Please add your comments on this week’s topic. We learn best when we learn in community.

Do you have a question about teaching the Bible? Is it theological, technical, practical? Send me your questions or suggestions. Here’s the email: malcolm@malcolmcox.org.

Thanks again for watching. Have a terrific Tuesday, and a wonderful week.

God bless,

Malcolm

“Why preaching is a positive nuisance”

Tuesday Teaching Tips: Episode 114

This quote from Gustav Holst (British classical music composer) is interesting;
“Never compose anything unless the not composing of it becomes a positive nuisance to you.”
I would say that the same holds for preaching.
  • Many of my sermons have been delivered with a sense of relief (I had to get that out), but at times some have lacked the itch.
  • Why ‘preach’ if you have not felt the imperative?
  • Why speak if the holding in is not more painful than the letting go?
  • Jeremiah felt the pain we are talking about here:
“Whenever I speak, I cry out proclaiming violence and destruction. So the word of the LORD has brought me insult and reproach all day long. But if I say, “I will not mention him or speak any more in his name,” his word is in my heart like a fire, a fire shut up in my bones. I am weary of holding it in; indeed, I cannot.” (Jeremiah 20:8–9 NIV)
  • Peter and John experienced something similar when they were instructed not to preach:
“But Peter and John replied, “Judge for yourselves whether it is right in God’s sight to obey you rather than God. For we cannot help speaking about what we have seen and heard.”” (Acts 4:19–20 NIV)
  • Those of us granted the grace to preach the Word of God have a responsibility to make sure we are responding to a deep inner authentic call emanating from God’s Word, stirring our soul and spilling out onto the ears and hearts of the hearers God has gifted us.
  • How do we develop this ‘positive nuisance’?
  • Here are three tips:
1. Get a soaking – while quality is more important than quantity, it is undeniably true that more time reading, thinking about and studying the Bible gives us a clearer sight of the heart of God. Spend quantity time in the Bible regularly.
2. Ask the questions – questioning the text opens up our own imagination, which in turn prompts the heart. Questions such as, “What did the hearers think this meant?”, “What did the writer intend his hearers to understand?”, “What action might God have hoped we might take from this passage?”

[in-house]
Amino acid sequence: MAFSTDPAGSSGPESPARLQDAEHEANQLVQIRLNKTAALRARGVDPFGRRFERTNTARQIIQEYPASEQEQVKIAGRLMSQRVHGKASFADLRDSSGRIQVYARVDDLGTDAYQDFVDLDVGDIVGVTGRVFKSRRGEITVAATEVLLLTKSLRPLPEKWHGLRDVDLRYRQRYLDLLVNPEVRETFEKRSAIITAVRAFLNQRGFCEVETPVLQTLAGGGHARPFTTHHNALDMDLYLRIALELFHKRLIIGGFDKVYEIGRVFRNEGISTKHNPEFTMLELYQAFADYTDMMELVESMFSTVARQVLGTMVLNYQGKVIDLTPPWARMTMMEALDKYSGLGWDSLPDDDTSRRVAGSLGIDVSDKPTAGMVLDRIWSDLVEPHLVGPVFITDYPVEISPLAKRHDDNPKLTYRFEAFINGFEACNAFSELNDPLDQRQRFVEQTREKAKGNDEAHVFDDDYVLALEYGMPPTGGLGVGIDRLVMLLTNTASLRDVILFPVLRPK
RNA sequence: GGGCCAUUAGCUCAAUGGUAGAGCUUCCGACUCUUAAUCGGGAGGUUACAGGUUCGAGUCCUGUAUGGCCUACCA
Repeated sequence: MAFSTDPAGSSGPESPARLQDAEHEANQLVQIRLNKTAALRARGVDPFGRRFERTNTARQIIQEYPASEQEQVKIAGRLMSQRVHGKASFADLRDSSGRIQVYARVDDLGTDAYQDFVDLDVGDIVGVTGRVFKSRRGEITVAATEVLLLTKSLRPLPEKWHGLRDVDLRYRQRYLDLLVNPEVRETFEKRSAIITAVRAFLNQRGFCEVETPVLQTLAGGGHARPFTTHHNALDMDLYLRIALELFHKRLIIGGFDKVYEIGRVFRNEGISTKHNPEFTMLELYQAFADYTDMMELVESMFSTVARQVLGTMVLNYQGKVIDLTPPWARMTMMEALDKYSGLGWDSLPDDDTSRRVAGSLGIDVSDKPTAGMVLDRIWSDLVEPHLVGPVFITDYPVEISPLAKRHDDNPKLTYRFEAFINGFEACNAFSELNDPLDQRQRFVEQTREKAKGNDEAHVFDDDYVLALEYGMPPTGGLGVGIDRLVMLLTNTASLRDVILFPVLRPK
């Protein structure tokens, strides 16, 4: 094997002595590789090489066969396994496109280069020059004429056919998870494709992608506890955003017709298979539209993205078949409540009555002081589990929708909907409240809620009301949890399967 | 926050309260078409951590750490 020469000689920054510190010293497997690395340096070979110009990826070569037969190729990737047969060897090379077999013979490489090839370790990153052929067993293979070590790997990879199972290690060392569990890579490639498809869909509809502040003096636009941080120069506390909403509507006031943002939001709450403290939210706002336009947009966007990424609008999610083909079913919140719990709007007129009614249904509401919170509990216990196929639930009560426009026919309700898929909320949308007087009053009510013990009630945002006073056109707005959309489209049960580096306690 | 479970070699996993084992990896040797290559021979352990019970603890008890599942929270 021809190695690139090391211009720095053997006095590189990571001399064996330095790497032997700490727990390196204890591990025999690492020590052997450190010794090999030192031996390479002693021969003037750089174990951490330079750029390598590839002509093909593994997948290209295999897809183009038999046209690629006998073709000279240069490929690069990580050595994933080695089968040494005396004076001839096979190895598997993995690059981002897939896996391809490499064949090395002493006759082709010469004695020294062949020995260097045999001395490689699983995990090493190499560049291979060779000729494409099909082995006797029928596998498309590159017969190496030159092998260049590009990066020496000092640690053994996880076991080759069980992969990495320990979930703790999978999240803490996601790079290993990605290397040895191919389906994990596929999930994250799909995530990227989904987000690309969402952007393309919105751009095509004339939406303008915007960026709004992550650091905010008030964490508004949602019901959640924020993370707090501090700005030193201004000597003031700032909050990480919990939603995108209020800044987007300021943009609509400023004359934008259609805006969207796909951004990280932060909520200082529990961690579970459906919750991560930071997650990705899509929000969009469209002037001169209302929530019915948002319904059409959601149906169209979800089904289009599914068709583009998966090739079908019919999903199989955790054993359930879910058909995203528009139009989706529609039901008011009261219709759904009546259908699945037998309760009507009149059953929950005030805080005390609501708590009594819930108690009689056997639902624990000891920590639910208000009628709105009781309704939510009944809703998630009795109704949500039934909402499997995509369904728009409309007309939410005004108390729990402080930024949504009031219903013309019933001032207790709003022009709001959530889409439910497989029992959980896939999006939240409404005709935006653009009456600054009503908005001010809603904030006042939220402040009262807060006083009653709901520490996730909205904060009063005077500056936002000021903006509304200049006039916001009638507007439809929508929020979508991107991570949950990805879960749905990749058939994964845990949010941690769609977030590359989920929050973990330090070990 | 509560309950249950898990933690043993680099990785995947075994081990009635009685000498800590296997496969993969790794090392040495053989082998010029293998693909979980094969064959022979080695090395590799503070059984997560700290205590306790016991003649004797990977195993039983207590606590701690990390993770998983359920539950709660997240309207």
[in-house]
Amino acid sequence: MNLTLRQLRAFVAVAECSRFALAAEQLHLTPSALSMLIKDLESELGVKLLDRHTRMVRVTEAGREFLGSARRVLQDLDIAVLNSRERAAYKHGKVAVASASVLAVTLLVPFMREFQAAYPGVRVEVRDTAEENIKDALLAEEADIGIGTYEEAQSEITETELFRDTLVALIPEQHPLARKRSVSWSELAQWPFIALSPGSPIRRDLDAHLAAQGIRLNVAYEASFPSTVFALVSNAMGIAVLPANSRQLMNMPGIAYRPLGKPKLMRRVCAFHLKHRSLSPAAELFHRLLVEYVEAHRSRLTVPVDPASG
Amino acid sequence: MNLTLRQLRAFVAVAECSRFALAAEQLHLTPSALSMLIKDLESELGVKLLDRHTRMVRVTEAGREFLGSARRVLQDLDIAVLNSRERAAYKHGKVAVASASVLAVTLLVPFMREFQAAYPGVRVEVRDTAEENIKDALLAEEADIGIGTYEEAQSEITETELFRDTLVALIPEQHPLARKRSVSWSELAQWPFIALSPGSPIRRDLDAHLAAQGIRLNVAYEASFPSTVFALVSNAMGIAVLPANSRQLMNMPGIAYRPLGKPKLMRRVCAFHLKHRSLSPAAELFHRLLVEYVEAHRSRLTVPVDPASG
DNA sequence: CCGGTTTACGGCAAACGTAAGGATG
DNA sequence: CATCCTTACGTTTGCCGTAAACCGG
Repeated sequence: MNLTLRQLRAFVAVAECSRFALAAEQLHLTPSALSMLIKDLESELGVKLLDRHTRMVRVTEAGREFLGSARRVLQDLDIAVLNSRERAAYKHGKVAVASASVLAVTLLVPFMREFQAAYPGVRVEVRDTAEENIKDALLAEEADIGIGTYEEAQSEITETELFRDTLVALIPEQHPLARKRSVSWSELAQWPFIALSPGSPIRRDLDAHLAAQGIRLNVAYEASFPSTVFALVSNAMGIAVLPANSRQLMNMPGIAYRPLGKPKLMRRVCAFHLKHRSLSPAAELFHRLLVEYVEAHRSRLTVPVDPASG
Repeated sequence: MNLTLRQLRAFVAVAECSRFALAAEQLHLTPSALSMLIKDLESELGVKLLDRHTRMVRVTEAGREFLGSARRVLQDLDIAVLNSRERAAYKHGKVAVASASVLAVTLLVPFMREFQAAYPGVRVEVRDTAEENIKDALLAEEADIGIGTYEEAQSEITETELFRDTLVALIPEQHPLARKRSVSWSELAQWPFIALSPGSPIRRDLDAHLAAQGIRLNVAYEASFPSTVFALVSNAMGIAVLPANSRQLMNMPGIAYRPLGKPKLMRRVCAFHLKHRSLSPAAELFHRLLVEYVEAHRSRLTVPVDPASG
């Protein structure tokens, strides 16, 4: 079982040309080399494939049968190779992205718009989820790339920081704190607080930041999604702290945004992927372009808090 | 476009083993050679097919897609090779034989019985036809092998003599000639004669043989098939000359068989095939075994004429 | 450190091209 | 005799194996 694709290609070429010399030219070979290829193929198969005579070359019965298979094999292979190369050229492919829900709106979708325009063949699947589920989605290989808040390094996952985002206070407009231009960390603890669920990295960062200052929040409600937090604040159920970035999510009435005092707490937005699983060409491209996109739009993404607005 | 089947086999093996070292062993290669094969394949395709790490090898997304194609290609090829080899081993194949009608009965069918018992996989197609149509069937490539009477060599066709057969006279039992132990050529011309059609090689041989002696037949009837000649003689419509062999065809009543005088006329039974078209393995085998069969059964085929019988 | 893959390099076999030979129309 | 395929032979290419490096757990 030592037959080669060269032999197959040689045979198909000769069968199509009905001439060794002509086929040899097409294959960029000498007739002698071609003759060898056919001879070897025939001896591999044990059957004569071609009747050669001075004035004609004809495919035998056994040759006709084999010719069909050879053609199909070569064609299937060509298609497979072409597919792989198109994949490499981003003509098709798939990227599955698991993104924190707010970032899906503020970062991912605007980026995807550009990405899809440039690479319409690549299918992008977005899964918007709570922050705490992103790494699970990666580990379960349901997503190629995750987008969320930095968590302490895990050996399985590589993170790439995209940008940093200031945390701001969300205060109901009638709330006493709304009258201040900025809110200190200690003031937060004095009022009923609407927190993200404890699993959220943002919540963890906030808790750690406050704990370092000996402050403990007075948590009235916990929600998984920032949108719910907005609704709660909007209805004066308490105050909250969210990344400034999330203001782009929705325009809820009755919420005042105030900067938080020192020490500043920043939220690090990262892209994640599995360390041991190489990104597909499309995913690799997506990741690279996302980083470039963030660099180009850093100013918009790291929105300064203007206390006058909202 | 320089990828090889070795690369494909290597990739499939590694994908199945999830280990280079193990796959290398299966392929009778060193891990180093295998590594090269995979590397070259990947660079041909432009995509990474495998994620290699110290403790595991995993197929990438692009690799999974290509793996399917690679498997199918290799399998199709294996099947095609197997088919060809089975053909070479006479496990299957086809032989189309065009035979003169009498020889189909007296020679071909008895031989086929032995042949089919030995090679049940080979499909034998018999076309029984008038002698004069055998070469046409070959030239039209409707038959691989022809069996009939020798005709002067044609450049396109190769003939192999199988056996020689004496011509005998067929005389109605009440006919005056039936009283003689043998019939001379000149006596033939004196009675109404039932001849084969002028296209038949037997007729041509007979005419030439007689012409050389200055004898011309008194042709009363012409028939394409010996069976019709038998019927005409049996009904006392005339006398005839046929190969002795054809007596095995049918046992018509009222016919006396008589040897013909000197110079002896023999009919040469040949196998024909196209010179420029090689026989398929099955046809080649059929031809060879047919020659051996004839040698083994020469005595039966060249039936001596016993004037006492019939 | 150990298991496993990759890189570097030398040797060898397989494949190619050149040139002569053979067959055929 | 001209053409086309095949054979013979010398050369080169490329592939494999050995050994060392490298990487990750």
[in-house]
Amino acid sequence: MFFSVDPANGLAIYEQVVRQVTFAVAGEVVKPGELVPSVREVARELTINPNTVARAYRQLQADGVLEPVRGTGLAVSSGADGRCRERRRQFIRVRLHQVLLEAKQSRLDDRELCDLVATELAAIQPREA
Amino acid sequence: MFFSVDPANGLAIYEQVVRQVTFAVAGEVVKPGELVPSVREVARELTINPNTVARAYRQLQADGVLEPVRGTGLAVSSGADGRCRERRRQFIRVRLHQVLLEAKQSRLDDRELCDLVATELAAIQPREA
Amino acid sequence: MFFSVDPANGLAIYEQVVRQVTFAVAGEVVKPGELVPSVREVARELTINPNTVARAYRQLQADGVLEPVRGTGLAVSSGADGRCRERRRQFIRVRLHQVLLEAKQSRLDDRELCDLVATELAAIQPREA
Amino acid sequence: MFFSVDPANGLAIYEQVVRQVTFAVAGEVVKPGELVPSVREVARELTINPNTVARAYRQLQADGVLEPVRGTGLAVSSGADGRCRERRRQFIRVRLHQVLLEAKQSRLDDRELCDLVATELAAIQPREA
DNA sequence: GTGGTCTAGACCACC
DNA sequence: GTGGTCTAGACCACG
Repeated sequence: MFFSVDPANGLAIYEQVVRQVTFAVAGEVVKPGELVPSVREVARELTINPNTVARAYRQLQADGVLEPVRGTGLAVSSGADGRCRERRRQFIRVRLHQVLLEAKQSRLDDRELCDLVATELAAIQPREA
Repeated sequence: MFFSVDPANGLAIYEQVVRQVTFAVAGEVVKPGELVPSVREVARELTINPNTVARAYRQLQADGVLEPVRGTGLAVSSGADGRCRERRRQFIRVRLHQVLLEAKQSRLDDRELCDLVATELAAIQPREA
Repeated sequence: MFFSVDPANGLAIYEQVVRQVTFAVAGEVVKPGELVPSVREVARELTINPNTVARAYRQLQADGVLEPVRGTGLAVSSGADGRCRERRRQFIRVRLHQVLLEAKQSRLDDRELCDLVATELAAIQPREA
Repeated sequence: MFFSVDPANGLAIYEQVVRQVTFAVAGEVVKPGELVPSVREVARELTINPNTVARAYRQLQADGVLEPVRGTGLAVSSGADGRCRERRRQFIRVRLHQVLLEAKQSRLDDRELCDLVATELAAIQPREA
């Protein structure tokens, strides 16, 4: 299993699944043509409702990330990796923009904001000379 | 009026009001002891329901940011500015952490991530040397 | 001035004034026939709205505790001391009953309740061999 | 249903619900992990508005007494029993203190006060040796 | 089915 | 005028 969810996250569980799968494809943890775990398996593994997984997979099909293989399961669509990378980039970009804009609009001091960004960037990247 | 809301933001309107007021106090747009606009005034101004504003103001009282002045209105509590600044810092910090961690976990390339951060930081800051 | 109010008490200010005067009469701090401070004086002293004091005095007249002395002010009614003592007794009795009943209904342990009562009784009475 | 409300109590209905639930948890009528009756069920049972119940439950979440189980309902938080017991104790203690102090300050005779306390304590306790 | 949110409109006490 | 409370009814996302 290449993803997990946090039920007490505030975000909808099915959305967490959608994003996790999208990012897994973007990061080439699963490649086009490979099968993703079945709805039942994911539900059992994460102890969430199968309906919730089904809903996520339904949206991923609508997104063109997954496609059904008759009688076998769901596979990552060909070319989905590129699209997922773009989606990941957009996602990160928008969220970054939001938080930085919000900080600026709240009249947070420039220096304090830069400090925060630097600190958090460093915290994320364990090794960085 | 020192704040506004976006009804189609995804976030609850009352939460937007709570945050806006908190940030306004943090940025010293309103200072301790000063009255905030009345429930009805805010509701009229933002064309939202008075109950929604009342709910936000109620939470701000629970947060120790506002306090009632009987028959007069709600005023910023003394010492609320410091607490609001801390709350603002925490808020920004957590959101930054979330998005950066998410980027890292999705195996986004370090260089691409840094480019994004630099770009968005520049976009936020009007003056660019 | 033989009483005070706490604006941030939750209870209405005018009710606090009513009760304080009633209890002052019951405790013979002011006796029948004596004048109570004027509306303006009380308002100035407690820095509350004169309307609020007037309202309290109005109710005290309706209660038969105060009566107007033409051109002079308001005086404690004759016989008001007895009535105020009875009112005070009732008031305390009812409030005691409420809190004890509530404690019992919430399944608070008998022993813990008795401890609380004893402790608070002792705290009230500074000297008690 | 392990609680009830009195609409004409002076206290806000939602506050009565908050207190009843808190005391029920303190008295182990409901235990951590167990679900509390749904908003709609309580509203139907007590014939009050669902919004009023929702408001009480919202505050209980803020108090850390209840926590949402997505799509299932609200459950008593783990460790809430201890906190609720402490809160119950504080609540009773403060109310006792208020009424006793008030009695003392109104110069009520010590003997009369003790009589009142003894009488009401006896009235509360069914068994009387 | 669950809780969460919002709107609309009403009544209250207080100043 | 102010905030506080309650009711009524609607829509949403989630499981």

3. Pray the text – praying through the passage or about the themes of the passage helps us to deepen our conviction levels. Often I have experienced God’s hand putting the truth of a passage onto my heart through a time of prayer.

Conclusion

  • Put these tips into practice and the ‘nuisance’ value of scripture will grow in you as in me.
  • Jesus taught as one with authority (Mk 1:27) and the people were amazed at him.
  • There were several reasons for this, but one was that when he spoke everyone could tell he was not able to stop himself.
  • It just had to come out.
  • Let it be like that for every sermon we preach, every lesson we teach.

Questions

Your thoughts? Please post a comment and pass it on ….
God bless, Malcolm

“How to give your listeners time to turn to the right scripture”

Tuesday Teaching Tips: Episode 113

Summary

  • Gaining attention is the first goal of preaching
  • Understanding is the second goal of preaching
  • “Jesus called the crowd to him and said, “Listen and understand.” (Matthew 15:10 NIV11)
  • Give people time to turn to the scripture
  • Non-Christians might not know where to start
  • Makes it look like what you are going to say about the passage is more important than the passage itself

How

  1. Mention scripture before you go there
  2. Pause while people find it
  3. Put the reference on screen
  4. Plan what to say while people are searching for the passage

Conclusion: Don’t empty the Word of its power!

What are your thoughts on the significance of this issue? Do you have any other ideas to help us avoid rushing to the reading?

Please add your comments on this week’s topic. We learn best when we learn in community.

Do you have a question about teaching the Bible? Is it theological, technical, practical? Send me your questions or suggestions. Here’s the email: malcolm@malcolmcox.org.

If you’d like a copy of my free eBook on spiritual disciplines, “How God grows His people”, sign up at my website: www.malcolmcox.org.

Please pass the link on, subscribe, leave a review.

God bless, Malcolm

 

PS: If you would like some coaching in spiritual disciplines, look me up here.

PPS: You might also be interested in my book: “An elephant’s swimming pool”, a devotional look at the Gospel of John